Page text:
Dear Aspiring Young Writer Me,
Take this advice, for whatever it’s worth:
1. You shouldn’t care so much about what other people think of you. Get rid of the running self-commentary of “I suck.” You don’t suck.
2. Don’t buzzkill your own writing. Keep filling those notebooks (and hard drives) with all the poems, short stories, beginnings of novels, literary and not-so-literary essays, and random ramblings that come to you. Some of them will stick. Some of them will not. But under no circumstances should you re-read them in the spirit of: “This is awful, I will never be a writer, what was I thinking?”
3. There is a difference between writing and being a writer. Later, you will develop many fancy notions about what it is to Be A Writer: publication, glowing reviews, bestseller lists, movie deals, fame and fortune, admiration, respect. These things are shiny distractions. What matters is the writing. Sit down, tell your story, laugh and cry with your characters, revel in the process. Repeat.
4. Befriend other writers. There is nothing like talking about writing (and life and love and chocolate addictions and yoga classes and bad childhoods and insomnia) with other writers. Someday, you will attend your first big literary conference, and you will be crazy-intimidated by the prospect of meeting a bunch of scary Famous Authors when you are a mere Lowly Newbie. You will be disavowed of all uncertainty and fear when these scary Famous Authors turn out to be the most wonderful, awesome, not-scary people in the world as well as your life-long friends.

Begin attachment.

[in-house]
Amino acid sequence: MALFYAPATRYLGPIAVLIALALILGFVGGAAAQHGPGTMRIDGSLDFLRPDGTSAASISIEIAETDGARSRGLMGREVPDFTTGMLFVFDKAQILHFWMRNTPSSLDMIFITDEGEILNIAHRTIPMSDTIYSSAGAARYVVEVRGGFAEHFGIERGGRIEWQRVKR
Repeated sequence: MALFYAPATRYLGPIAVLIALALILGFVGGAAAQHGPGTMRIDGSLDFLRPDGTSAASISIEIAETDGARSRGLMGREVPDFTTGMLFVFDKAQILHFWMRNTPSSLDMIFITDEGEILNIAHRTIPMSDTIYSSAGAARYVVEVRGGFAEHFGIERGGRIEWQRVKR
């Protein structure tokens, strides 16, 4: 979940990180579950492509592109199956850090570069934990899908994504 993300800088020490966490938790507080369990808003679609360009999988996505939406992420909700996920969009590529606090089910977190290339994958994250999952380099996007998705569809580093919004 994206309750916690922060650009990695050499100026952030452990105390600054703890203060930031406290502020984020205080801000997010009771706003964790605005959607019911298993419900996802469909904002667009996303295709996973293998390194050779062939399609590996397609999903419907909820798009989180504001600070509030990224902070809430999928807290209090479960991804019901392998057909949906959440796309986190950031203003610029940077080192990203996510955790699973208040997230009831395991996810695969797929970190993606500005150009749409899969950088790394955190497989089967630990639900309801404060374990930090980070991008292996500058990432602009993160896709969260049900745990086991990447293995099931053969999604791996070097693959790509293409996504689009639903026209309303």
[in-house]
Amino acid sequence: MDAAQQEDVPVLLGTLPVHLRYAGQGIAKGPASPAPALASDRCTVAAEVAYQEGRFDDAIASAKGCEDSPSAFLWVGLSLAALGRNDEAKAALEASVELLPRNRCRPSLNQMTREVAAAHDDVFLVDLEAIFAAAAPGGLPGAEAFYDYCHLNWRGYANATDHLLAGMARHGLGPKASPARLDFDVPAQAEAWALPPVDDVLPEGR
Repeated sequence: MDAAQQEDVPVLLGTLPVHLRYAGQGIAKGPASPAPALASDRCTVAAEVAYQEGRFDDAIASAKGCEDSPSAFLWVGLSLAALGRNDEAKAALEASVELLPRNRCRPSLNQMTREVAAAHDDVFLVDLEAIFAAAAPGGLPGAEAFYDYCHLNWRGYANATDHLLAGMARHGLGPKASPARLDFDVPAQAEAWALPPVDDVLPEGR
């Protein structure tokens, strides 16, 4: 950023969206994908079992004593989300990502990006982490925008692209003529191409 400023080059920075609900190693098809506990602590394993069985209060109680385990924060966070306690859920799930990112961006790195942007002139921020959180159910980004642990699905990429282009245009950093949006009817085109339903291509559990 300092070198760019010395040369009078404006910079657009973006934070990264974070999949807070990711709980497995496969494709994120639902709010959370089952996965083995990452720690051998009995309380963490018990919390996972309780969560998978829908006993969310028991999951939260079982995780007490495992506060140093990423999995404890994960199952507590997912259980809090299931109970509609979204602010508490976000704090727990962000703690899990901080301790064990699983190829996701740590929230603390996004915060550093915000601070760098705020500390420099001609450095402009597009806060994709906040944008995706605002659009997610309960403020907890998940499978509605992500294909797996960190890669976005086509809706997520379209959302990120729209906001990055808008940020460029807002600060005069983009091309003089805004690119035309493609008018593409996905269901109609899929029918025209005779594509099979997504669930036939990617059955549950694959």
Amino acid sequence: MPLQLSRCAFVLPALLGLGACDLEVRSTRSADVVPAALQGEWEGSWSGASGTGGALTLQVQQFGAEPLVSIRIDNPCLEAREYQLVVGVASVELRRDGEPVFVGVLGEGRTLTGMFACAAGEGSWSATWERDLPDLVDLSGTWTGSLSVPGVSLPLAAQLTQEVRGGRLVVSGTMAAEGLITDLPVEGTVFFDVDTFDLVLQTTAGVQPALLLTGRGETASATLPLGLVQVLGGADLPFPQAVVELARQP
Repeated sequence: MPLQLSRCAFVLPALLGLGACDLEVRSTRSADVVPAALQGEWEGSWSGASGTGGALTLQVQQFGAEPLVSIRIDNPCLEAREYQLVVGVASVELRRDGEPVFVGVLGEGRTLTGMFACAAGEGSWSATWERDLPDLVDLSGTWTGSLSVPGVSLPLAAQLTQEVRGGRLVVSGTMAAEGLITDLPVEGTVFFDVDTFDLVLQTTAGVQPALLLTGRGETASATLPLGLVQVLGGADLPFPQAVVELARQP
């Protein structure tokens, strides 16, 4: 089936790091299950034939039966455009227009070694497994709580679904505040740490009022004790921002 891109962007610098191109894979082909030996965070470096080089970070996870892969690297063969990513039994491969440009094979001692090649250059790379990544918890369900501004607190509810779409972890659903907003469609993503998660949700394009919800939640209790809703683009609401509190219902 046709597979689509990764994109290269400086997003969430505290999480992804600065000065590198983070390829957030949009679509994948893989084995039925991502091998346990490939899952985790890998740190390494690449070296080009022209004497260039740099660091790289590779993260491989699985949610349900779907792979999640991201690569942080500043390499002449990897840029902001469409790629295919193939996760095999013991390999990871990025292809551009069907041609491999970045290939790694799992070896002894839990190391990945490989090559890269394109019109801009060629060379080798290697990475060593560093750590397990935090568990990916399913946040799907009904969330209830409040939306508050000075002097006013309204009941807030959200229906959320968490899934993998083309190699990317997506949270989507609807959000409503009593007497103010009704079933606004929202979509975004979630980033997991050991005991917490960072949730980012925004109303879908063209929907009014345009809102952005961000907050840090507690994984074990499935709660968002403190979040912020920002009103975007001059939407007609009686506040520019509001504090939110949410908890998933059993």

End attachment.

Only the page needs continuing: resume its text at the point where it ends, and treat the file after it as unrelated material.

5. Many years from now, you will have a son and a daughter. They will be so, so excited that you are an author. Inspired by you, they will create books of their own out of construction paper and magic markers, books with titles like Mosquitoes in Tuxedos and Superheroes in the Jungle. All this will bring you more joy and happiness than any publishing deal. All this will make you remember why you write.